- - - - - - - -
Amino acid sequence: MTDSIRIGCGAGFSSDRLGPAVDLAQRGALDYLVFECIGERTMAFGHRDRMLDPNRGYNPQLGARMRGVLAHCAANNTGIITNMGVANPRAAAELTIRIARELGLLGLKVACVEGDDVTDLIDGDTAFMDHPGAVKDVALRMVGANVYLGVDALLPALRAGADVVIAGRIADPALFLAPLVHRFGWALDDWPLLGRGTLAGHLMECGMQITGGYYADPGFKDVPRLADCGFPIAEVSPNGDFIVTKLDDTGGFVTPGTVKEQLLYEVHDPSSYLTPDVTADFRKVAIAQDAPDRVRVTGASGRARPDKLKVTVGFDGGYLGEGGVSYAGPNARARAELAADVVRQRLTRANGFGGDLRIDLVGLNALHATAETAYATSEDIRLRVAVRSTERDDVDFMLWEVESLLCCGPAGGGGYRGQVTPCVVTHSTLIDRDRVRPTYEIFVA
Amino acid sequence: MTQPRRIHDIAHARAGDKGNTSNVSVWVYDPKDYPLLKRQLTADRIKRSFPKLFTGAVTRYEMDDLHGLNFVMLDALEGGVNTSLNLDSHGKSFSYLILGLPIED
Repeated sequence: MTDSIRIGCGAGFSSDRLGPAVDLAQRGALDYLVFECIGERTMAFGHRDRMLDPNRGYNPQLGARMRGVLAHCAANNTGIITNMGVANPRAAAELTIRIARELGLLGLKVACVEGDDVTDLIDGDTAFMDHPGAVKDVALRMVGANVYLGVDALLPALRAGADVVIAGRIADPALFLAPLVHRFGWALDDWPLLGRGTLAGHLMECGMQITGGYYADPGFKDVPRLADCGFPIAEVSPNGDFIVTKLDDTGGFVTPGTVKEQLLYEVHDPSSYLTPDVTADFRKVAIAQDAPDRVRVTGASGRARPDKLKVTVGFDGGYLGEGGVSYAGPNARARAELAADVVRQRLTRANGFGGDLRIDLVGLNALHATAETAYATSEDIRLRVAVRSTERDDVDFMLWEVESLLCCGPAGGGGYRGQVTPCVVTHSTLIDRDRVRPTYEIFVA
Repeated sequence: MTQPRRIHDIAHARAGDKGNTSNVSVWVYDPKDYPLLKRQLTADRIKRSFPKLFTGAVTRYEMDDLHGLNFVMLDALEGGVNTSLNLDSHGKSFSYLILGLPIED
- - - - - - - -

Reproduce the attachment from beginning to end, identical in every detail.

Amino acid sequence: MTDSIRIGCGAGFSSDRLGPAVDLAQRGALDYLVFECIGERTMAFGHRDRMLDPNRGYNPQLGARMRGVLAHCAANNTGIITNMGVANPRAAAELTIRIARELGLLGLKVACVEGDDVTDLIDGDTAFMDHPGAVKDVALRMVGANVYLGVDALLPALRAGADVVIAGRIADPALFLAPLVHRFGWALDDWPLLGRGTLAGHLMECGMQITGGYYADPGFKDVPRLADCGFPIAEVSPNGDFIVTKLDDTGGFVTPGTVKEQLLYEVHDPSSYLTPDVTADFRKVAIAQDAPDRVRVTGASGRARPDKLKVTVGFDGGYLGEGGVSYAGPNARARAELAADVVRQRLTRANGFGGDLRIDLVGLNALHATAETAYATSEDIRLRVAVRSTERDDVDFMLWEVESLLCCGPAGGGGYRGQVTPCVVTHSTLIDRDRVRPTYEIFVA
Amino acid sequence: MTQPRRIHDIAHARAGDKGNTSNVSVWVYDPKDYPLLKRQLTADRIKRSFPKLFTGAVTRYEMDDLHGLNFVMLDALEGGVNTSLNLDSHGKSFSYLILGLPIED
Repeated sequence: MTDSIRIGCGAGFSSDRLGPAVDLAQRGALDYLVFECIGERTMAFGHRDRMLDPNRGYNPQLGARMRGVLAHCAANNTGIITNMGVANPRAAAELTIRIARELGLLGLKVACVEGDDVTDLIDGDTAFMDHPGAVKDVALRMVGANVYLGVDALLPALRAGADVVIAGRIADPALFLAPLVHRFGWALDDWPLLGRGTLAGHLMECGMQITGGYYADPGFKDVPRLADCGFPIAEVSPNGDFIVTKLDDTGGFVTPGTVKEQLLYEVHDPSSYLTPDVTADFRKVAIAQDAPDRVRVTGASGRARPDKLKVTVGFDGGYLGEGGVSYAGPNARARAELAADVVRQRLTRANGFGGDLRIDLVGLNALHATAETAYATSEDIRLRVAVRSTERDDVDFMLWEVESLLCCGPAGGGGYRGQVTPCVVTHSTLIDRDRVRPTYEIFVA
Repeated sequence: MTQPRRIHDIAHARAGDKGNTSNVSVWVYDPKDYPLLKRQLTADRIKRSFPKLFTGAVTRYEMDDLHGLNFVMLDALEGGVNTSLNLDSHGKSFSYLILGLPIED